To sum up, my husband-at-the-time said my reading list (of ASDs books) was stigmatizing the kids (later he said my diagnosis was “bunk”), my brother said, “why would you label your kid like that” and my sister, post-diagnosis said “this diagnosis makes me angry.”  I’ve made peace with most of those things now, but in the process of finding myself and my own identity through this mess, those statements definitely impacted me and my relationships permanently.  So, despite all this resistance, my own fears about labeling and the stigma of psychological “wrongness” in our society, I still made the decision to pursue my own diagnosis–and I’m far better off today because of it.  In other words, I’ve found my peace with myself, and with a lot of hard work delivered my own sort of “happily ever after”, but the turning point was ugly.

Yet, I remember my search.

I remember indecision, emotional as well as physical pain and the struggle of reaching that conclusion.  Even the day of the appointment, after working so hard to get it (another series of stories for later), I almost couldn’t bring myself to go.  Adrenaline pumped so hard, I almost couldn’t follow the instructions of the GPS (and I would surely have been lost without it).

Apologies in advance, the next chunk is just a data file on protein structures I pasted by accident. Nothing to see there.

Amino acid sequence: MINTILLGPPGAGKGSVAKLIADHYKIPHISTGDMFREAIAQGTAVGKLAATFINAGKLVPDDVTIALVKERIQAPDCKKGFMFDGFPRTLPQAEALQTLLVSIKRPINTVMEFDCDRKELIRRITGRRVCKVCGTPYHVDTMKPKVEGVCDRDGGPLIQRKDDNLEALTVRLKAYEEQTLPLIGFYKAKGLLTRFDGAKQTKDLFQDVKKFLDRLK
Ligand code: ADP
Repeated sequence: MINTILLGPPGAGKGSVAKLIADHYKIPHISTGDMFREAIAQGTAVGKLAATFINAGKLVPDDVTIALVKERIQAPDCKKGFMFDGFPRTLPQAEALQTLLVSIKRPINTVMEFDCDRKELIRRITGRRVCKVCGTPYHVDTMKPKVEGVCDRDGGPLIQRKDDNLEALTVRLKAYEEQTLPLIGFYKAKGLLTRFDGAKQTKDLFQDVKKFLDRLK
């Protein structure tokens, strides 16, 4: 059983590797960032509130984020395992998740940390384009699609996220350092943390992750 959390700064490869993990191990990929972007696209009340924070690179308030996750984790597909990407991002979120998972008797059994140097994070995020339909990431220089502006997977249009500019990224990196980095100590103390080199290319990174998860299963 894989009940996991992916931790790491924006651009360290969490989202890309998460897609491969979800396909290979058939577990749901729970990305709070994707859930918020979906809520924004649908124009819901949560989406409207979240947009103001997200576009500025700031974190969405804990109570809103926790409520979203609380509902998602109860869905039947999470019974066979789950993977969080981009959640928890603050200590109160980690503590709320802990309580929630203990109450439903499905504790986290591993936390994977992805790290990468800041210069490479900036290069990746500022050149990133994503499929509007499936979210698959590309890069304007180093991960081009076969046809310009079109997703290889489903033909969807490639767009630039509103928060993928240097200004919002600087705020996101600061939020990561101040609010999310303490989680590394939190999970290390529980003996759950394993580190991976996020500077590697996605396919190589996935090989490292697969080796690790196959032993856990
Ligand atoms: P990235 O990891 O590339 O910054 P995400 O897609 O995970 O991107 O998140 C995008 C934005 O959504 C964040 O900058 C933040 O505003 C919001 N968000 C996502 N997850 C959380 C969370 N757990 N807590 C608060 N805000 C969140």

I remember lurking in internet forums of aspies, once in a while daring to ask the question, to diagnose? or not diagnose?  And in the process of getting my own peace of mind (despite all the people around me telling me leave well enough alone), I witnessed that question posted so many times in so many ways across the webs, that when someone I knew asked, the right response to this pervasive question was obvious to me.  I had to lay the benefits of diagnosis out there for anyone who also might be searching. I’m pro diagnosis.  If you’re wondering about it at all, pursue it.